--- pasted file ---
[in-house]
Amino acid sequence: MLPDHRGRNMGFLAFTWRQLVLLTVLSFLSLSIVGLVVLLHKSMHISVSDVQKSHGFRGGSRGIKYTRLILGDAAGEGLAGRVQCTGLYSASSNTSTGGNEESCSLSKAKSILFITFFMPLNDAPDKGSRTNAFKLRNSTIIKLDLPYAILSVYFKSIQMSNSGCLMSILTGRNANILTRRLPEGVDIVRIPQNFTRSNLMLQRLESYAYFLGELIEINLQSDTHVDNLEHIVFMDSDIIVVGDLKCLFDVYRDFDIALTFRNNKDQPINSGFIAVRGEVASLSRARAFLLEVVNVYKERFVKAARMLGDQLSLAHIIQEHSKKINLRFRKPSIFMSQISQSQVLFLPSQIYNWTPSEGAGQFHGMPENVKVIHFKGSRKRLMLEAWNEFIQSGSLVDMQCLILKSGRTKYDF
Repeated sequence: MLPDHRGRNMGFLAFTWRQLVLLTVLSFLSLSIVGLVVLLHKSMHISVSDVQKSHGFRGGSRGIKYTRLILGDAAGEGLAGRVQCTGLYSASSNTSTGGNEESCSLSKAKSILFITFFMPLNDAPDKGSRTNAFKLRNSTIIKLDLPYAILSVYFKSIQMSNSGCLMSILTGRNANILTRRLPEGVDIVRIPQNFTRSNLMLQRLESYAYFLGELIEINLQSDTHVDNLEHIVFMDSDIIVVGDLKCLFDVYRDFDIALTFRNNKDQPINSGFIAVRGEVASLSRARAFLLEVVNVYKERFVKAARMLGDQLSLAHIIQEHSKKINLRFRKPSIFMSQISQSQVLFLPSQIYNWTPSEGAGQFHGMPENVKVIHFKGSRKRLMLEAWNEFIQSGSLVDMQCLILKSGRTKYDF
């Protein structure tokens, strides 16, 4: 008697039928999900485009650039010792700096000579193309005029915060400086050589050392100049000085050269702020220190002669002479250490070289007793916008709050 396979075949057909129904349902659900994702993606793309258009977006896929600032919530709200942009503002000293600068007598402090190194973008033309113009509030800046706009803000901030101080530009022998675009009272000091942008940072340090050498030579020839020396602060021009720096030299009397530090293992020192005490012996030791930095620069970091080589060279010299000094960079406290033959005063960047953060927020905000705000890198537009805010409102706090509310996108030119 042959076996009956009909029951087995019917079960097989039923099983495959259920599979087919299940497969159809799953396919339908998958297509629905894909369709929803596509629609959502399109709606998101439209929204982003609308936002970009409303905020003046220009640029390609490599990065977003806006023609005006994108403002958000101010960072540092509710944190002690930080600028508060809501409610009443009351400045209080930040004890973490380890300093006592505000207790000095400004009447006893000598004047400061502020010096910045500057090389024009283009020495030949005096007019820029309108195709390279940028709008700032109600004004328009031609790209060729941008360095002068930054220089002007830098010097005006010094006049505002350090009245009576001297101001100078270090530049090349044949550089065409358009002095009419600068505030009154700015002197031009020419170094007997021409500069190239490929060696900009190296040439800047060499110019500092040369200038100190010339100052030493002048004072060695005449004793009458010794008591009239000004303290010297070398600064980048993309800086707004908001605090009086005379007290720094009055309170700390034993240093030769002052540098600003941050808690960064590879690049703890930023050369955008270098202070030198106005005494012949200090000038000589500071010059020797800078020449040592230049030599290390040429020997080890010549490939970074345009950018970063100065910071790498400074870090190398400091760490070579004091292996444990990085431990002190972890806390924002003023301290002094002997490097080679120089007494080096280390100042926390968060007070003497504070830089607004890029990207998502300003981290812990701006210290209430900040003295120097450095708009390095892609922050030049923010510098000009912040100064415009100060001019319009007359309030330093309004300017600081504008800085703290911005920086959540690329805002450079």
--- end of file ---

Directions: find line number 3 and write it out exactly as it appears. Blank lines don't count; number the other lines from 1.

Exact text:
Repeated sequence: MLPDHRGRNMGFLAFTWRQLVLLTVLSFLSLSIVGLVVLLHKSMHISVSDVQKSHGFRGGSRGIKYTRLILGDAAGEGLAGRVQCTGLYSASSNTSTGGNEESCSLSKAKSILFITFFMPLNDAPDKGSRTNAFKLRNSTIIKLDLPYAILSVYFKSIQMSNSGCLMSILTGRNANILTRRLPEGVDIVRIPQNFTRSNLMLQRLESYAYFLGELIEINLQSDTHVDNLEHIVFMDSDIIVVGDLKCLFDVYRDFDIALTFRNNKDQPINSGFIAVRGEVASLSRARAFLLEVVNVYKERFVKAARMLGDQLSLAHIIQEHSKKINLRFRKPSIFMSQISQSQVLFLPSQIYNWTPSEGAGQFHGMPENVKVIHFKGSRKRLMLEAWNEFIQSGSLVDMQCLILKSGRTKYDF